I've loved each volume of Woolf's diaries so far, but this has been the best yet. It spans a time period in which she came into her own, both as a person and as a writer. As it opens, she's preparing Mrs. Dalloway for publication, and goes on to write To the Lighthouse, Orlando, A Room of One's Own, Being Ill, and begins The Waves--some of her finest works.
The diaries themselves show a woman becoming more confident and recognizing that her work was valued by others as well, including monetarily. She has moments of gladness over being able to buy a new dress or a new chair without it causing significant financial distress, and she works on her skills in terms of saying no to things that wouldn't help her forward her career or were simply not valuable enough.
She also draws portraits of people she knows and meets, but she also has a razor-sharp wit and isn't afraid to use it. She wrote witheringly (but also with striking imagination and imagery) of Princess Anne of Lowenstein-Wertheim-Freudenberg, a German princess with a mania for aviation who was a passenger on an attempted first-transatlantic flight that disappeared into the ocean:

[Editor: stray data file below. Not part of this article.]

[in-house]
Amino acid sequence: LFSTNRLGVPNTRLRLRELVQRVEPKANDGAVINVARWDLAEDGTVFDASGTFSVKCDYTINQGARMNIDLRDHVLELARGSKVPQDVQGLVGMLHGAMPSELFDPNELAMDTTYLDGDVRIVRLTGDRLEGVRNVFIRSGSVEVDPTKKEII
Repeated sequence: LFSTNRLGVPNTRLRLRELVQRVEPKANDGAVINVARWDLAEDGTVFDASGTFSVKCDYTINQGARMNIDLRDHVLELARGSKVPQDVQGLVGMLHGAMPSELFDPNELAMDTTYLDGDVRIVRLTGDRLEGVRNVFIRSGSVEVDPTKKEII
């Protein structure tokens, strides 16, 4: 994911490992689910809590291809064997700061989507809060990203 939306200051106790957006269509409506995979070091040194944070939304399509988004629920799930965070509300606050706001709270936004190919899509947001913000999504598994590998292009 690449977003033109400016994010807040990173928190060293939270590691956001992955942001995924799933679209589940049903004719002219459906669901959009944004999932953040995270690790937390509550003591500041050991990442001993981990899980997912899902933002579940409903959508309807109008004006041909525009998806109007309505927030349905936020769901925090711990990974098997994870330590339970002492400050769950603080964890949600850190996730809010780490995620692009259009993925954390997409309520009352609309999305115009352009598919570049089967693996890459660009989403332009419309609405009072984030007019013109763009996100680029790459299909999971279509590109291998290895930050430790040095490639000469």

"The Flying Princess, I forget her name, has been drowned in her purple leather breeches. I suppose so at least. Their petrol gave out about midnight on Thursday, when the aeroplane must have come gently down upon the long slow Atlantic waves. I suppose they burnt a light which showed streaky on the water for a time. There they rested a moment or two. The pilots, I think, looked back at the broad cheeked desperate eyed vulgar princess in her purple breeches & I suppose made some desperate dry statement--how the game was up: sorry; fortune against them; & she just glared; & then a wave broke over the wing; & the machine tipped. And she said something theatrical I daresay; nobody was sincere; all acted a part; nobody shrieked; Luck against us--something of that kind, they said, & then So long, & first one man was washed off & went under, & then a great wave came & the Princess threw up her arms & went down; & the third man sat saved for a second looking at the rolling waves, so patient so implacable & the moon gravely regarding; & then with a dry snorting sound he too was tumbled off & rolled over, & the aeroplane rocked & rolled--miles from anywhere off Newfoundland, while I slept at Rodmell, & [Leonard] was dining with the Craniums in London."
I look forward to starting Volume Four, but with a little trepidation; at some point in the next two volumes, this confident, intelligent, interesting/interested woman is going to lose that and end up committing suicide. But at least for now, it was a joy to see her coming into her own.